With the release of the underwhelming The Brothers Bloom, it seemed like Rian Johnson might not have lived up to the promise of his debut, the audaciously brilliant teen-noir drama Brick. Since then Johnson has been laying low, apart from directing a few pretty good episodes of Breaking Bad. But with sci-fi spectacular Looper, he makes a confident leap into the major leagues.
The premise of Looper is complicated to explain, so much so that you can easily forgive the movie for relying on an explanatory voice-over that spells everything out nice and clearly. Set in 2044, the plot involves criminal gangs who’ve mastered time travel in the even more distant future, and send people back in time to be assassinated by hired guns, or “loopers.” Every once in a while, the assassins find out that they’ve just killed their own future selves, “closing the loop.” (You have to go out on a bit of a limb, but it does more or less make sense in the film).
Brick star and current hot property Joseph Gordon-Levitt plays a looper whose existential angst is compounded when his future self (Bruce Willis) manages to escape assassination and start wreaking havoc in the present. Eventually, a single mother (Emily Blunt) and her troubled young son become involved (no spoilers).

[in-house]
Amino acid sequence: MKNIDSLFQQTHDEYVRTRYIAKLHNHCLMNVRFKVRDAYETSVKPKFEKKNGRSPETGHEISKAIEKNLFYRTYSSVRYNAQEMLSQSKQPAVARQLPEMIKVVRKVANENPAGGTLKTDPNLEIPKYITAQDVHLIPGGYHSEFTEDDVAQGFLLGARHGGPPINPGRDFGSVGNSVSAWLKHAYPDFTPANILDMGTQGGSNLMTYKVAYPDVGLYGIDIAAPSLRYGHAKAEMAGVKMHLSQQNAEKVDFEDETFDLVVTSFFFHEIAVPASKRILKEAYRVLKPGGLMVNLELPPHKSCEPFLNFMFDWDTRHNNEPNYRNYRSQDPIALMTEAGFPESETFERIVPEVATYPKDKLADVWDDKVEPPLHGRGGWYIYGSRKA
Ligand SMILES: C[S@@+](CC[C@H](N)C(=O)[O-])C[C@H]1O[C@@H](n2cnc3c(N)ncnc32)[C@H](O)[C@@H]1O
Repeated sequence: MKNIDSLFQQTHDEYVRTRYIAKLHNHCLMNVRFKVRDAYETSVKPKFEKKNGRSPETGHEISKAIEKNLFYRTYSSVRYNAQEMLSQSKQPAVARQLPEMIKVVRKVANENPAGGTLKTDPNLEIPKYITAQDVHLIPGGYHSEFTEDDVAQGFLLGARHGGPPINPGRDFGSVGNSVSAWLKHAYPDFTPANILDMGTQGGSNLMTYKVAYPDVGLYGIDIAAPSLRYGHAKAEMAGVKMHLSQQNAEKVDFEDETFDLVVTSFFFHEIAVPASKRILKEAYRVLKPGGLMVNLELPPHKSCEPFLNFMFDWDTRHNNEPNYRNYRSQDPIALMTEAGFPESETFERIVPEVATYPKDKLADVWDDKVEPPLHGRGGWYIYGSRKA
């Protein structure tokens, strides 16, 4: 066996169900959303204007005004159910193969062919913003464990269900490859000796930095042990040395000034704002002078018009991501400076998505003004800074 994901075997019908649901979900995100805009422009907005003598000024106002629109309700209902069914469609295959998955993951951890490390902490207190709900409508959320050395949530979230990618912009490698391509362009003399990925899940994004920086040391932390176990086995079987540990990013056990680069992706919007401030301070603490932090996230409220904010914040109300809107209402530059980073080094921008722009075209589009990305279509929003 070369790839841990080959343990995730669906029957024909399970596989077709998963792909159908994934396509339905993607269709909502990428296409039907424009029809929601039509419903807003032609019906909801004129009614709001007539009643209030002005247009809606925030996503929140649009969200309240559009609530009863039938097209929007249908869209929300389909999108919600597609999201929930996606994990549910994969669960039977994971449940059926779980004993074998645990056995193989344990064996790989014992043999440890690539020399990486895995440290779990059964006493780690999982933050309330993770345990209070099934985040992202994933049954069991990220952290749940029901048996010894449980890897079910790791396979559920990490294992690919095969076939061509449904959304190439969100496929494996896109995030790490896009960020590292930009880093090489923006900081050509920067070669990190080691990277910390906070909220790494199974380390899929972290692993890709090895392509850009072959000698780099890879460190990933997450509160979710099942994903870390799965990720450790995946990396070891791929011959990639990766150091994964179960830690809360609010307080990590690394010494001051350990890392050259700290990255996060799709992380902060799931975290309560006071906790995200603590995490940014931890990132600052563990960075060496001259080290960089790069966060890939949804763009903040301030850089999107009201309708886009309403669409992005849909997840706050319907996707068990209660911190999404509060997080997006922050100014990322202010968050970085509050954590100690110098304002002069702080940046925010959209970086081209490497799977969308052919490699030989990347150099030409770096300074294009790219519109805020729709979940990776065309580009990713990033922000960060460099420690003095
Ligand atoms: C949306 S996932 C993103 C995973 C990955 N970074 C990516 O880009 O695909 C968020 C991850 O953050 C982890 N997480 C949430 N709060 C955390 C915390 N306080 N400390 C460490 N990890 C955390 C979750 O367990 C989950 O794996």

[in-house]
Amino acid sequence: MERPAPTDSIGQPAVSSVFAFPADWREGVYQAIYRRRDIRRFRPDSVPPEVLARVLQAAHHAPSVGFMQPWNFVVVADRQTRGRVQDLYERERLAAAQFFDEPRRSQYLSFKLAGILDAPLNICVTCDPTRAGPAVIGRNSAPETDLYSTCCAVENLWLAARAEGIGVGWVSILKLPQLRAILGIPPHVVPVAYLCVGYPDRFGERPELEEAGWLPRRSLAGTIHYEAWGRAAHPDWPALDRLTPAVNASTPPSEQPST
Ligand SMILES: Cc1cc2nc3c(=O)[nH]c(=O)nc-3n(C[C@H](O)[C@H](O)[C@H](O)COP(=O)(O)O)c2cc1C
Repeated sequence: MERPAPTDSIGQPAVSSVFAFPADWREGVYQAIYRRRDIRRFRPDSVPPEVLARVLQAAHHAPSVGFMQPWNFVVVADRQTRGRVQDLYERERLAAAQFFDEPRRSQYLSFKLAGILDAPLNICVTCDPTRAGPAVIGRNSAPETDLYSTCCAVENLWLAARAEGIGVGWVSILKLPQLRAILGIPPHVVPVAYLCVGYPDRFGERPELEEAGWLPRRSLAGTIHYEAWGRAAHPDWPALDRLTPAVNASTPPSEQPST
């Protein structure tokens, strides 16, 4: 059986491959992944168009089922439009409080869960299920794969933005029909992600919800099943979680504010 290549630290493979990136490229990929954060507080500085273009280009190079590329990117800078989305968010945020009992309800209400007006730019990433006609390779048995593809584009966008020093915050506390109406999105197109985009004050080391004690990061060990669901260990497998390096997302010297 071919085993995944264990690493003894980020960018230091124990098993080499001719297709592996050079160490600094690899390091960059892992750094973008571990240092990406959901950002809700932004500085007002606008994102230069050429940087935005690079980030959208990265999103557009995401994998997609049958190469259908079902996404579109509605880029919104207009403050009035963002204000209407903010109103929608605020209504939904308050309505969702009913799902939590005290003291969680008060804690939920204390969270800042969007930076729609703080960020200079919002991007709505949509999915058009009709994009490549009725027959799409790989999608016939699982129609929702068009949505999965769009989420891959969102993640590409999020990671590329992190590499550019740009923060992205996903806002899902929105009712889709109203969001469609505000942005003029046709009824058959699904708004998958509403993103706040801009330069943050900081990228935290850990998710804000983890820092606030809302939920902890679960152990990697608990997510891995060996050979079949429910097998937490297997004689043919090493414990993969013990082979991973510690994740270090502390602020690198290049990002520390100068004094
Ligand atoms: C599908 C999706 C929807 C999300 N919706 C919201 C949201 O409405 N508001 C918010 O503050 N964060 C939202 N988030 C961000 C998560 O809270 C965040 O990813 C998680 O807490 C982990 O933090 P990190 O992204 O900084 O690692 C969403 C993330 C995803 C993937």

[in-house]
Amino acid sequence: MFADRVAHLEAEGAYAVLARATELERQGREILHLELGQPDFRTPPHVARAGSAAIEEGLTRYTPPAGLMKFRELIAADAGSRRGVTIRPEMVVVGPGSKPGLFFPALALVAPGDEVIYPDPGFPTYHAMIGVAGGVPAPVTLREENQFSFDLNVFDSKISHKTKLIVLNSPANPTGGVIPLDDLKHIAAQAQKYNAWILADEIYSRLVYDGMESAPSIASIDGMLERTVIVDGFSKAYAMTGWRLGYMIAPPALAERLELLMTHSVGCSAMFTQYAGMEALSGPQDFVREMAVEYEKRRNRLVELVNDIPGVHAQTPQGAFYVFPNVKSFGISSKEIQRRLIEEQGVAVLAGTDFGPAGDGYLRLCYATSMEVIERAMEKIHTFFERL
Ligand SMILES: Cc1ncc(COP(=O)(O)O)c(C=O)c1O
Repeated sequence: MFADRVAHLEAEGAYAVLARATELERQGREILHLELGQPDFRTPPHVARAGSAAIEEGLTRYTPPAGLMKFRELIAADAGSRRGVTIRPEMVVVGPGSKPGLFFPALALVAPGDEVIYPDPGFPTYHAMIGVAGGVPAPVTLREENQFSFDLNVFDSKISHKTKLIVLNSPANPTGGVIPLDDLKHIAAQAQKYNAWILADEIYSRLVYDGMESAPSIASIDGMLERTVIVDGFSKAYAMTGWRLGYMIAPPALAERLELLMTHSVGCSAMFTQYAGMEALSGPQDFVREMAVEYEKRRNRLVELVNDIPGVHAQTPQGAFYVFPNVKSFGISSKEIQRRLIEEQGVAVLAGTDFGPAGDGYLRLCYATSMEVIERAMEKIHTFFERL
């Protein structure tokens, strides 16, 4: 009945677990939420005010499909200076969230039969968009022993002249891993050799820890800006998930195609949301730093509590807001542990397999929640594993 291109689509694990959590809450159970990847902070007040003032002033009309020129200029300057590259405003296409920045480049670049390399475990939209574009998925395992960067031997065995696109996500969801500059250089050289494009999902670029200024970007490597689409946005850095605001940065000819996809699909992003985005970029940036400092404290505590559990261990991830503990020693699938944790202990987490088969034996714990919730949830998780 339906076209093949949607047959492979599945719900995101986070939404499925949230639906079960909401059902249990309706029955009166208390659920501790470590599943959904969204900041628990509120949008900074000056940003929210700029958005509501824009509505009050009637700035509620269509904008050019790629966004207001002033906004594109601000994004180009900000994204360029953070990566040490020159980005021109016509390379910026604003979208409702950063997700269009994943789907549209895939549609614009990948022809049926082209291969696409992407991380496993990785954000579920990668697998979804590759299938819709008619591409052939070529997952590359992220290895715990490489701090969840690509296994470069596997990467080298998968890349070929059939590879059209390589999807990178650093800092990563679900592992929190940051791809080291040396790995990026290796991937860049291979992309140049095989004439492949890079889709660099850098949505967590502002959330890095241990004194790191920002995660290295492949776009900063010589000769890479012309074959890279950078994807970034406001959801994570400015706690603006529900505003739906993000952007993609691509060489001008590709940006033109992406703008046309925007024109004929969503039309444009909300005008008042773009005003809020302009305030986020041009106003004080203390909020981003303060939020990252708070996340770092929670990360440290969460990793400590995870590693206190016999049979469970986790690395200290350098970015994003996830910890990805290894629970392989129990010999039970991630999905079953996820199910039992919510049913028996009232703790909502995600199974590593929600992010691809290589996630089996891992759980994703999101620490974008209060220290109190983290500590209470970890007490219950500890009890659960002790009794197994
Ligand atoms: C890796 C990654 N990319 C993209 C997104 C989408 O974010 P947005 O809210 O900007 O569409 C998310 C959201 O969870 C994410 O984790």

English actress Blunt’s effort at a Midwestern farm-girl accent is occasionally a little odd, but she pulls off a strong performance while looking really good — and lest that seem sexist, may I also add that Gordon-Levitt has developed quite the handsome chiselled face and rugged yet sophisticated charm. He seems like one of those Hollywood stars with discriminating taste — let’s keep our fingers crossed that he’ll stay on the righteous path.
As for Willis, between this and Moonrise Kingdom he’s definitely on an upswing since the career nadir of Kevin Smith’s Cop Out. This film gives him the opportunity to do the action-hero thing he does so well, but from certain angles he really looks like the old guy he is (in a good way). Also, Jeff Daniels plays a futuristic mobster. Need I say more?
The pacing of the film is quite unusual. Slightly past the halfway point, it turns into an outright domestic drama for a good 15 or 20 minutes, only to explode into a Willis machine-gun massacre worthy of the Die Hard flicks, then jump back into conceptual sci-fi. Is this a deliberate mind game, an effort in next-level multi-gender marketing, or just the sign of an uneven hand?
Hard to say, but apart from this slight disconnect the film is an expert blend of high-concept mind-warping (the time-travel notions should have the geeks buzzing in a way unseen since Back to the Future), awesome effects and action scenes and actually engaging characters. Highly suspenseful, stylish without being show-offy and full of unpredictable twists, it’s a Hollywood action blockbuster done right. ■
Looper opens Sept. 28